You could also opt for an anti-depressant that also helps with anxiety. This would take longer to work, but it treats the mental side of anxiety as well as the physical.
It restores the chemicals in your brain to increase serotonin and reduce anxiety.
Finally, do not bottle up your emotions, as anxiety thrives off this. It is much better to speak to people you trust about your worries or to write them down.
One exercise we recommend is making a list of your worries and separating them into things you can change and things you can’t change.
For the things you can change, come up with practical solutions. For the others, remind yourself that there is nothing you can do to fix them, and therefore worrying is futile.
This is easier said than done, so do not expect to be anxiety-free just because you have taken these steps.
However, over time if you employ all of these tactics, it is very likely that you will be much less anxious on a day-to-day basis, and you will not have to rely on an illegal drug to do this.
Is it Riskier to Eat Cannabis Or Smoke it?
In many ways, it is riskier to take edibles than to smoke marijuana. This is because the effects of edibles tend to be more intense, and they kick in much more slowly than they do when smoking.
This means people may struggle to manage their cannabis use when they take edibles, so they are likely to take higher doses in a shorter period of time.
However, there are risky elements of smoking cannabis, as smoking in general can cause lung damage.
Cannabis inhalation has also been linked to ischemic strokes, which are mini-strokes caused by reduced blood flow to the brain.
Overall, neither smoking cannabis nor eating it are good for your physical health.
Why Rehab Recovery Advocates For Cannabis Abstinence
At Rehab Recovery, we refer clients to cannabis rehab facilities that provide medical detoxes and therapy sessions.
None of the drug and alcohol treatment centres we will refer you to approve of the harm reduction theory (using cannabis in moderation).
The reason we support abstinence rather than harm reduction is that there are too many negative side effects of using marijuana, and we do not believe the potential benefits outweigh the drawbacks.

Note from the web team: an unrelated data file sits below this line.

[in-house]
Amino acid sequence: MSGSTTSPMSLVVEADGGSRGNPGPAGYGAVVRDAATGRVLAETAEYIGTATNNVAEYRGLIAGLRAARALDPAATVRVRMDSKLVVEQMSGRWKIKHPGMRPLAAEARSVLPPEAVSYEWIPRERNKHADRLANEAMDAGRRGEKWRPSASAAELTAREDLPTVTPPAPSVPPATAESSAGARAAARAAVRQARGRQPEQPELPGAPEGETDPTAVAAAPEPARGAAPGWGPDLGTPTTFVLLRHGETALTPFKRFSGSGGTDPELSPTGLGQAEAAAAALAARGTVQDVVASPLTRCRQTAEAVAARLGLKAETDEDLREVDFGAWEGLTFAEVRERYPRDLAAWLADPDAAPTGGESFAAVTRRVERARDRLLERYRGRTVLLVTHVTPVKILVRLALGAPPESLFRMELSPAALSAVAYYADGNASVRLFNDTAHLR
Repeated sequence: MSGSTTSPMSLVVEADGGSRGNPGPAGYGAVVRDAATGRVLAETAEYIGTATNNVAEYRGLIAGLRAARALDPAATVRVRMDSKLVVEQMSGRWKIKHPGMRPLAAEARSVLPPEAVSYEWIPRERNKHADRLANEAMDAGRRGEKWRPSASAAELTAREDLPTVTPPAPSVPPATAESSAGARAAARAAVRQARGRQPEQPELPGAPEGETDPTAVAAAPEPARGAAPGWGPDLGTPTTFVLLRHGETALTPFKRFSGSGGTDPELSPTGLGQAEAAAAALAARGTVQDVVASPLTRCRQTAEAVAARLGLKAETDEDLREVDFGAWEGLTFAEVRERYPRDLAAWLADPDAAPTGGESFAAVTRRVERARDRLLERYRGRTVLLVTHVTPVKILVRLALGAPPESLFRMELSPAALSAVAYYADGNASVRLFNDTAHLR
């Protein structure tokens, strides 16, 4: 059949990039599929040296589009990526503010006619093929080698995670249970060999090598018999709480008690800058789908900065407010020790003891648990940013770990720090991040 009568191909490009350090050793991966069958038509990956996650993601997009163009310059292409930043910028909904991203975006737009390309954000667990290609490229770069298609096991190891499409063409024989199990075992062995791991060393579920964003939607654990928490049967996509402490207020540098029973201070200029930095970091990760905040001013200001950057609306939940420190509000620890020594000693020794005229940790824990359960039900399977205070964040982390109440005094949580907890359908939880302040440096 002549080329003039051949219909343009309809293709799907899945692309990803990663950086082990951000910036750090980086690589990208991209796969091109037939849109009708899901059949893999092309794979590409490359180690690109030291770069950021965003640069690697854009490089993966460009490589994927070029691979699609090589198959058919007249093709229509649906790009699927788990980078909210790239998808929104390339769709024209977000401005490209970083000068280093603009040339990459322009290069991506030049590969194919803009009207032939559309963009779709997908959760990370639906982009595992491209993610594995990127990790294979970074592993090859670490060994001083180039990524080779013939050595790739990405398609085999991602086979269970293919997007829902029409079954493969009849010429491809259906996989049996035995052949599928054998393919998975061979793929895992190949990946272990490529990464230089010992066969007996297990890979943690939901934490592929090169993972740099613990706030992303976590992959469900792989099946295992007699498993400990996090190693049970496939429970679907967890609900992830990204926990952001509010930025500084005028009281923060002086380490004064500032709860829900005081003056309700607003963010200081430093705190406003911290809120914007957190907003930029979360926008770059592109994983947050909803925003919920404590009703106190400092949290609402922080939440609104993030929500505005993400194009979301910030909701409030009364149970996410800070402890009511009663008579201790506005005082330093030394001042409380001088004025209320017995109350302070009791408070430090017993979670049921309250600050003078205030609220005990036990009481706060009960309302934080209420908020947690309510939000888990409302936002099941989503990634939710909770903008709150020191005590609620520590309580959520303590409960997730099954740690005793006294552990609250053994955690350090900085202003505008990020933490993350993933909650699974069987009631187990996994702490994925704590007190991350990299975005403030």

This is especially true given that you do not know how you will react to cannabis, so some people experience extreme symptoms even years into using the substance, making it a risky drug to take.
Moreover, if you show any signs of cannabis dependency or addiction, it is very risky for you to continue to take the substance in moderation.
We have studied the way addiction works, and it is almost impossible for people to stick to the occasional use of cannabis once they have become hooked on it. This means that abstinence is the only reasonable solution.
We know that abstinence has been criticised for being unsuccessful, as many patients relapse after committing to sobriety.
However, statistics show that cannabis users are much less likely to relapse after following abstinence-based treatment for 28 days at rehab. This means the harm reduction method actually causes more damage.
Finally, many people argue that abstinence is completely unreasonable, as addiction is a disease and therefore cannabis users will inevitably keep using.
However, that is exactly why we promote abstinence. If addiction is a disease, we cannot treat it by allowing patients to continue to dabble in it – abstinence is the safest way to prevent the patient from experiencing negative symptoms and even risking death.
Are there Cannabis Rehabs in the UK?
Yes, there are plenty of treatment centres in the UK that deal with cannabis dependency and addiction. Get in touch with us on 0880 088 88 68 to find out more.
In the meantime, why not check if your hometown is on our list of locations? New locations are being added to this list regularly, so keep an eye out.
Even if your town does not appear on our list, we could still offer our services to you.
Our research process is the same no matter which area you live in – we whittle down the rehab facilities based on the answers you provide to our questions.
Some typical questions include:
- Where would you like to attend rehab?
- Would you like a detox, therapy, or both? (Both is recommended for cannabis addiction)
- Are there any specific facilities you would like to have at rehab?
- Do you require a specific type of therapy?
- Would you like to have your family visit you?
- Would you prefer to stay in a private room or to share a room?
If you have anything else you would like to add, you are welcome to voice this when you contact us. We want your experience at cannabis rehab to be as successful as possible, so nothing is too much to ask.